One of the big things Greyhound gets right about The Battle of the Atlantic is how, broadly speaking, unglamorous the whole thing was. According to Frank Blazich (the lead curator of military history for the Smithsonian’s National Museum of American History), it was “a very complicated battle that require[d] massive amounts of coordination, the development of new weapons technologies, tactics [and] science.” Greyhound does a nice job of illustrating this; Krause and his crew are forced to continuously patrol their convoy to prevent any German U-boats from sneaking past their watch, and even when they catch one their counter-attacks are frequently obstructed by the shortcomings of radar and sonar technology at the time (making it all the more difficult to pinpoint a U-boat’s exact location once it’s dived underwater). This can also lead to other problems, like when the Greyhound gets too close to a U-boat to destroy them with its big guns and resorts to using smaller weapons instead. Per the Smithsonian, this specific fight bears a resemblance to the real-life duel between the U.S.S. Borie and U-boat U-405 in November 1943 (which resulted in U-405 sinking and the Borie suffering such massive damage it had to be “scuttled” afterwards.
How Accurate Greyhound Is To WWII Naval Warfare
Due to the nature of its story (a tightly-paced, virtually non-stop series of battles between the Greyhound and various U-boats), Greyhound admittedly has a harder time depicting just how tedious Naval warfare could be. As Blazich put it, “It’s very hard, rough work, and it can be very boring. U-boats can go on entire patrols and never see another ship.” Greyhound never shows the conflict from the Germans’ perspective either, which is why Blazich feels Wolfgang Petersen’s classic 1981 WWII submarine warfare movie Das Boot makes for a good companion piece to Hanks’ film. Life was relatively better for U.S. Navy sailors, but they still had to deal with being relentlessly chilly and wet (due to the never-ending salt spray of the North Atlantic) and having to go long periods where nothing happened before having to stay on high alert for extended amounts of time. Greyhound is arguably more accurate in this regard; in one scene, it reveals Krause’s feet are actually bleeding from wearing his shoes and pacing so much while he’s captaining for hours on-end (before he slips into more comfortable footwear).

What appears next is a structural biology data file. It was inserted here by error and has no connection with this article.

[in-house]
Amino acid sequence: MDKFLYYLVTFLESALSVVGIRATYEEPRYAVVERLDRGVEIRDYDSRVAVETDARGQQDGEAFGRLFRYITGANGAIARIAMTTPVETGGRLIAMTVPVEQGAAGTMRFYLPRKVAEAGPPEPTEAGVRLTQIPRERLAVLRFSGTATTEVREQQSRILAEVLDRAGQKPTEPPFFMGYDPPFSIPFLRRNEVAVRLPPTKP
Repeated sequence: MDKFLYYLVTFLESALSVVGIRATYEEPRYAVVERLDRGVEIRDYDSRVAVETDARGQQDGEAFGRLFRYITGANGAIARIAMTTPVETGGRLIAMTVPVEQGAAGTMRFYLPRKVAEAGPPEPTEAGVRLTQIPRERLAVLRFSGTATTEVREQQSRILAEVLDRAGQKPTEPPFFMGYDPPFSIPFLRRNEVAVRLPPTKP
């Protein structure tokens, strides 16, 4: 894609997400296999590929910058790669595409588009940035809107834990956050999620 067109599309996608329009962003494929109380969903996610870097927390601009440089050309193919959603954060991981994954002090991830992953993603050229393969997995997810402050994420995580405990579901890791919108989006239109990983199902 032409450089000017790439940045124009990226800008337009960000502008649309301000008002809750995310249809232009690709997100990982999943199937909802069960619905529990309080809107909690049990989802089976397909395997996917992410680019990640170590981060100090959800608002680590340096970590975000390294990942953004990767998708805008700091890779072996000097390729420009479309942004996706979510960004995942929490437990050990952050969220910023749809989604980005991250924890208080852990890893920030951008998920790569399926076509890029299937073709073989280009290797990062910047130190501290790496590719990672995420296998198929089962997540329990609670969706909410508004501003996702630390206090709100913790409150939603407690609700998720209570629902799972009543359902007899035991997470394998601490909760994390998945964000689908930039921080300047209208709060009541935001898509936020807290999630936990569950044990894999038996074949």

Still, for a film that only runs just over 90 minutes long, Greyhound more or less accurately summarizes what The Battle of the Atlantic was like: it was cold, wet, and exhausting, and the Allied’s destroyers were frequently obstructed in their attempts to protect their convoys by the limitations of their detection equipment. A miniseries adaptation of Forester’s novel might’ve been able to dive deeper into the sheer monotony of the military campaign and how it affected Krause and his men psychologically, but otherwise Hanks’ movie makes for a visceral (and, in a general sense, accurate) dramatization of real-world historical events.